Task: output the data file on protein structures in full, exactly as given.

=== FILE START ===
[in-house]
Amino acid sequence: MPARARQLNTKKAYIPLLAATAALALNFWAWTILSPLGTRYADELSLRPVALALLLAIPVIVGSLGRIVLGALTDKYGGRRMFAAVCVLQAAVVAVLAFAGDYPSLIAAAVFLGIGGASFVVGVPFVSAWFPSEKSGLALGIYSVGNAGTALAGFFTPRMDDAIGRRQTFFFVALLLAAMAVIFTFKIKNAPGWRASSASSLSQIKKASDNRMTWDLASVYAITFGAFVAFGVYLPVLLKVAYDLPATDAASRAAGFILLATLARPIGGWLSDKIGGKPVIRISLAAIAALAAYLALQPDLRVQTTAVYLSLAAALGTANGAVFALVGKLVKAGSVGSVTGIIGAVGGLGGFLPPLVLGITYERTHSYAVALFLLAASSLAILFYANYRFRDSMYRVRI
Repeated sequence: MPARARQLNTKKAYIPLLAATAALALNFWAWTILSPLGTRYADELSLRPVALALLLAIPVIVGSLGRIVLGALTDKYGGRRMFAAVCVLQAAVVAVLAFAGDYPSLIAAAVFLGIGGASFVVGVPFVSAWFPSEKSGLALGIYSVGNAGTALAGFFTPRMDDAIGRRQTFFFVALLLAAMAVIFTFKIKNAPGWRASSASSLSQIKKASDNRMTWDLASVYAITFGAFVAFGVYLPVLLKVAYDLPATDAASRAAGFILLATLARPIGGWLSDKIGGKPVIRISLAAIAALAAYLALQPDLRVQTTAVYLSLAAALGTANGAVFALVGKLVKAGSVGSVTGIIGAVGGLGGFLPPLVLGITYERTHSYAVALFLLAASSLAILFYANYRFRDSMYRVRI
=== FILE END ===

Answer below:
[in-house]
Amino acid sequence: MPARARQLNTKKAYIPLLAATAALALNFWAWTILSPLGTRYADELSLRPVALALLLAIPVIVGSLGRIVLGALTDKYGGRRMFAAVCVLQAAVVAVLAFAGDYPSLIAAAVFLGIGGASFVVGVPFVSAWFPSEKSGLALGIYSVGNAGTALAGFFTPRMDDAIGRRQTFFFVALLLAAMAVIFTFKIKNAPGWRASSASSLSQIKKASDNRMTWDLASVYAITFGAFVAFGVYLPVLLKVAYDLPATDAASRAAGFILLATLARPIGGWLSDKIGGKPVIRISLAAIAALAAYLALQPDLRVQTTAVYLSLAAALGTANGAVFALVGKLVKAGSVGSVTGIIGAVGGLGGFLPPLVLGITYERTHSYAVALFLLAASSLAILFYANYRFRDSMYRVRI
Repeated sequence: MPARARQLNTKKAYIPLLAATAALALNFWAWTILSPLGTRYADELSLRPVALALLLAIPVIVGSLGRIVLGALTDKYGGRRMFAAVCVLQAAVVAVLAFAGDYPSLIAAAVFLGIGGASFVVGVPFVSAWFPSEKSGLALGIYSVGNAGTALAGFFTPRMDDAIGRRQTFFFVALLLAAMAVIFTFKIKNAPGWRASSASSLSQIKKASDNRMTWDLASVYAITFGAFVAFGVYLPVLLKVAYDLPATDAASRAAGFILLATLARPIGGWLSDKIGGKPVIRISLAAIAALAAYLALQPDLRVQTTAVYLSLAAALGTANGAVFALVGKLVKAGSVGSVTGIIGAVGGLGGFLPPLVLGITYERTHSYAVALFLLAASSLAILFYANYRFRDSMYRVRI